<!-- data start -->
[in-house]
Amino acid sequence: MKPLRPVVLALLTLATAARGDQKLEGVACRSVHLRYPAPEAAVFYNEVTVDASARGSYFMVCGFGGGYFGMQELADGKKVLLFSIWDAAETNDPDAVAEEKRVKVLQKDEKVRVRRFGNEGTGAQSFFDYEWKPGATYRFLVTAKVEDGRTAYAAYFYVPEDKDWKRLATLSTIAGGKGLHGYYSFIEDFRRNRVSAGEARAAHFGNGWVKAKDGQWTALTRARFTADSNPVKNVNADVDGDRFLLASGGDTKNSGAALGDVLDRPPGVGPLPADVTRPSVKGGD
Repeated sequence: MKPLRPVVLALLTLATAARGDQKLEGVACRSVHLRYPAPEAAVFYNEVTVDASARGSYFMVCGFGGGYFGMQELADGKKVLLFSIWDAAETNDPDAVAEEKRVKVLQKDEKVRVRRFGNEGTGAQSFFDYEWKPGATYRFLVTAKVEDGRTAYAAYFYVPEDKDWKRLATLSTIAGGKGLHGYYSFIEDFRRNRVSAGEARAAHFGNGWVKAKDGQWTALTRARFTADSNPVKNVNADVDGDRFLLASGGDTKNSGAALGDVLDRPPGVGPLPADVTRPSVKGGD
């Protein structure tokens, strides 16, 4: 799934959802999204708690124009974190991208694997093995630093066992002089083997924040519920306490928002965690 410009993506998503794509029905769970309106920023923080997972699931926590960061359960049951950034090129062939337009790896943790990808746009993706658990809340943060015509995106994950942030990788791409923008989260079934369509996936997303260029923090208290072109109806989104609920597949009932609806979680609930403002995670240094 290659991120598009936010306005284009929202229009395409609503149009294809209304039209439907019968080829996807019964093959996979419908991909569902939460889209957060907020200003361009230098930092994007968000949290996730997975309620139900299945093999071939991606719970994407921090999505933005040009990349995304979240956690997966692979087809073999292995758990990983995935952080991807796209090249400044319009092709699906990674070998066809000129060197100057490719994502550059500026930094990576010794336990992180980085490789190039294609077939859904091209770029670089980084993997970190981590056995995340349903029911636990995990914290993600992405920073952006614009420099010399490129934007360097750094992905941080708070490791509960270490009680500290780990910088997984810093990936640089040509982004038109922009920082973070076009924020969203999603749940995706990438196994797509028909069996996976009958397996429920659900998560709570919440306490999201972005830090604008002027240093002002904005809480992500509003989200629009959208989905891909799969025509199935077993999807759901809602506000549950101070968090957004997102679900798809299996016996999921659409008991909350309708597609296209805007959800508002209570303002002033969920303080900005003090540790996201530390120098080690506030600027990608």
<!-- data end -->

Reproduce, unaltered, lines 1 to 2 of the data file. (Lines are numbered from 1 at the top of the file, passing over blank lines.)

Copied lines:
[in-house]
Amino acid sequence: MKPLRPVVLALLTLATAARGDQKLEGVACRSVHLRYPAPEAAVFYNEVTVDASARGSYFMVCGFGGGYFGMQELADGKKVLLFSIWDAAETNDPDAVAEEKRVKVLQKDEKVRVRRFGNEGTGAQSFFDYEWKPGATYRFLVTAKVEDGRTAYAAYFYVPEDKDWKRLATLSTIAGGKGLHGYYSFIEDFRRNRVSAGEARAAHFGNGWVKAKDGQWTALTRARFTADSNPVKNVNADVDGDRFLLASGGDTKNSGAALGDVLDRPPGVGPLPADVTRPSVKGGD